It cannot be emphasized enough that this is a serious problem and only getting worse. Globally.

I’m happy to be home and breathing significantly cleaner air. At the same time I ask, will this always be so? Not if we don’t do everything we can to make it so. Globally.

This is not a geographical or partisan or socioeconomic crisis. Every single one of us is responsible and affected.

I know I don’t need to elaborate further – you know to take action. Do something! Every effort makes a difference.

I’m not going to post any photos. Instead, I’m sharing two “Climate Change” poems I wrote in 2016 and 2011 respectively

Getting Dressed Down

Sans fur or feather
We dress and groom
In borrowed leather
simulated plumes

Petroleum skirts
pairing cork-wood pumps
Costly cotton
Skims shapely bumps

Decrying the heat
Denouncing the snow
Unexpected storms
Rage and blow

Plunder and pillage
for earthly looms
Shifts falling rain
loam to dunes

For rare material
We quest and lust
So our children inherit
mere diamond dust.

Climate Change

Kangaroo floods leap across miles
Yankee storms hit with power
Aztec earthquakes sacrifice young lives
Norse volcanoes conjure blinding smoke.

Sumatran tsunamis wash countless souls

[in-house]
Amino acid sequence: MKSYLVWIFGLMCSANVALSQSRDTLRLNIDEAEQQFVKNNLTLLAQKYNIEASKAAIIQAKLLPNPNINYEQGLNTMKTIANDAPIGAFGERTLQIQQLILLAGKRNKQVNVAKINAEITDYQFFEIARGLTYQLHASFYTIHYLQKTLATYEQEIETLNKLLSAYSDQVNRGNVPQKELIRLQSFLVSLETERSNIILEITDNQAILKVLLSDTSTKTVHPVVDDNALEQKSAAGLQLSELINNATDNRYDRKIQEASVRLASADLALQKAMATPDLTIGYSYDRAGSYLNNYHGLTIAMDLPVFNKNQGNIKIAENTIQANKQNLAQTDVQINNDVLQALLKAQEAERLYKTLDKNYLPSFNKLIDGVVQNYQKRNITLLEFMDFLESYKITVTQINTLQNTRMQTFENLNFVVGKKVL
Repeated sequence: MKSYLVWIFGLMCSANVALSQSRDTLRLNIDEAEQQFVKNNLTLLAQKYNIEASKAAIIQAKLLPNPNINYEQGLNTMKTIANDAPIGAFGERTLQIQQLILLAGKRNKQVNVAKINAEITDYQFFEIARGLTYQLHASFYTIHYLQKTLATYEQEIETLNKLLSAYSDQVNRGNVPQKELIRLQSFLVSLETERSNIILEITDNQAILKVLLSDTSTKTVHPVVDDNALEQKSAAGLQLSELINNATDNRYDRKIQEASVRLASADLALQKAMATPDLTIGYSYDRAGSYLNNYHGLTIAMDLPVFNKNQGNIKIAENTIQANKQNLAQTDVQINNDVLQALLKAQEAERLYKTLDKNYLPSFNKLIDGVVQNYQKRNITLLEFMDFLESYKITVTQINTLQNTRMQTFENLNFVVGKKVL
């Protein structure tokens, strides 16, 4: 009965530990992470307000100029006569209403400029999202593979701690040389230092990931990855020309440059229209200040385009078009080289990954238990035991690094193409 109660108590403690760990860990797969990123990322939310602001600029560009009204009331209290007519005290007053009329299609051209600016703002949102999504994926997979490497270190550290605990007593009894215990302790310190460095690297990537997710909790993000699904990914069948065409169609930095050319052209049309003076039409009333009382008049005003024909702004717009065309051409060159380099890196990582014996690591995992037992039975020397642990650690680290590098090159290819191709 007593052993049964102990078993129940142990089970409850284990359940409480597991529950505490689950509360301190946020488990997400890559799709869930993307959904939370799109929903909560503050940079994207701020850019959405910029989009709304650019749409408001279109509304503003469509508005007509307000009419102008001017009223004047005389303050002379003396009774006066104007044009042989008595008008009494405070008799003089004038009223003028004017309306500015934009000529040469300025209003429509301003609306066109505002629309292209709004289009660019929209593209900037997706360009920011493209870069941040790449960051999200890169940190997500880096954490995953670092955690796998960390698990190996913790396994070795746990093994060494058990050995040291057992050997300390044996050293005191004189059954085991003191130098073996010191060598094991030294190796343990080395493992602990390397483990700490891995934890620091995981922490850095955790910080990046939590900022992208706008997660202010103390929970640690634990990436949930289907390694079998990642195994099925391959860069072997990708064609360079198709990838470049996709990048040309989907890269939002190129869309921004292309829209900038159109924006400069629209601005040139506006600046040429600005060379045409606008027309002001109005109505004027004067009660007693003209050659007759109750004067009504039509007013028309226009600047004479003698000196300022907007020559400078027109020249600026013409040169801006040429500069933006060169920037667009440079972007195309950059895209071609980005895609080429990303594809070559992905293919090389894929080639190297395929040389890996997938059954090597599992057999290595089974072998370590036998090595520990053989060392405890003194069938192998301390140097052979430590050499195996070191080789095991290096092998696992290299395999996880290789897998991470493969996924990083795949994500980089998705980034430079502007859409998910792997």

Bantu droughts parch migrating throats
Peking skies mark mankind’s limit
Polar icebergs diminish penguin turf.

Climate change at full throttle.

Note: I’m thrilled to have a painting in the juried art show “Winter In America” .The exhibit runs January 3-February 2, 2019. If you’re in the area, I hope you will visit it.

1100 NW Glisan

Portland, Oregon 97209


(c) 2019 Shobha Vanchiswar

Peace On Earth And All That Jazz

It’s a time of celebration this week – joy, peace, love and goodwill. Are you feeling it? I’m not. There is just too much external noise distracting me. To be honest, I’m aware of being sorta unsettled and anxious. As though I’m waiting for calamity instead of calm and quiet. This is absolutely no way to be. So I’ve decided I wont.

And I’m going about it the only way I know how. By connecting to the earth. A simple stroll in a garden or the woods channels my attention to the present. I set off with a head cluttered with the news and state of the world but as I walk, a subtle shift occurs. At the beginning, I walk briskly to get my blood flowing. As I warm up, I draw deep breaths of the fresh, cold air and I become aware that my shoulders have begun to relax. As though a weight has been lifted.